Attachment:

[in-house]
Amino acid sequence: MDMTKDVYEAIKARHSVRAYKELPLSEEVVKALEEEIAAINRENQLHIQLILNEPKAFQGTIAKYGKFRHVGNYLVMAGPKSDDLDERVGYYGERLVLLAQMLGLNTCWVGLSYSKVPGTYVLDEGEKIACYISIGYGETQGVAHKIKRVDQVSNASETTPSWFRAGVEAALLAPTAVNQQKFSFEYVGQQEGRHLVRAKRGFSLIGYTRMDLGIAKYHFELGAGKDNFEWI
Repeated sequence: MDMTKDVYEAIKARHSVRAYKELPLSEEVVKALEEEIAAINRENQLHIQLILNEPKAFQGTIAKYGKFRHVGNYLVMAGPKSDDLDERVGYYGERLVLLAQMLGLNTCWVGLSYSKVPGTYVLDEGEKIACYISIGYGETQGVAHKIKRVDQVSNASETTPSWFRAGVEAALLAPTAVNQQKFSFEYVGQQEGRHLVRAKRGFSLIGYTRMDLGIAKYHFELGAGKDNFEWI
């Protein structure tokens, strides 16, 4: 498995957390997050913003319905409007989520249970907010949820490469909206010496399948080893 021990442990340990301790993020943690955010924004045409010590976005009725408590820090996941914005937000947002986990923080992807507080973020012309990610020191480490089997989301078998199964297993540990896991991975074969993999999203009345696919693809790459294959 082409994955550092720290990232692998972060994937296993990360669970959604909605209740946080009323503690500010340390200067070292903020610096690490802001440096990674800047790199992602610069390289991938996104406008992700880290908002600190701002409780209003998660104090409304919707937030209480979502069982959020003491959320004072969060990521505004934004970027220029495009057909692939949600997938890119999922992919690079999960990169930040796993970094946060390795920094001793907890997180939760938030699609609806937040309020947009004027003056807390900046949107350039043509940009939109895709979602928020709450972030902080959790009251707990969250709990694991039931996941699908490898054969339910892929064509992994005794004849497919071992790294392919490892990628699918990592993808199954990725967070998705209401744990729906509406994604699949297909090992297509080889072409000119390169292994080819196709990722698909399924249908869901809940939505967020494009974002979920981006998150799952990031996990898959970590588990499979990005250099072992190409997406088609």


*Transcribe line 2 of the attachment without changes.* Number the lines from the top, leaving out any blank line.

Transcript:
Amino acid sequence: MDMTKDVYEAIKARHSVRAYKELPLSEEVVKALEEEIAAINRENQLHIQLILNEPKAFQGTIAKYGKFRHVGNYLVMAGPKSDDLDERVGYYGERLVLLAQMLGLNTCWVGLSYSKVPGTYVLDEGEKIACYISIGYGETQGVAHKIKRVDQVSNASETTPSWFRAGVEAALLAPTAVNQQKFSFEYVGQQEGRHLVRAKRGFSLIGYTRMDLGIAKYHFELGAGKDNFEWI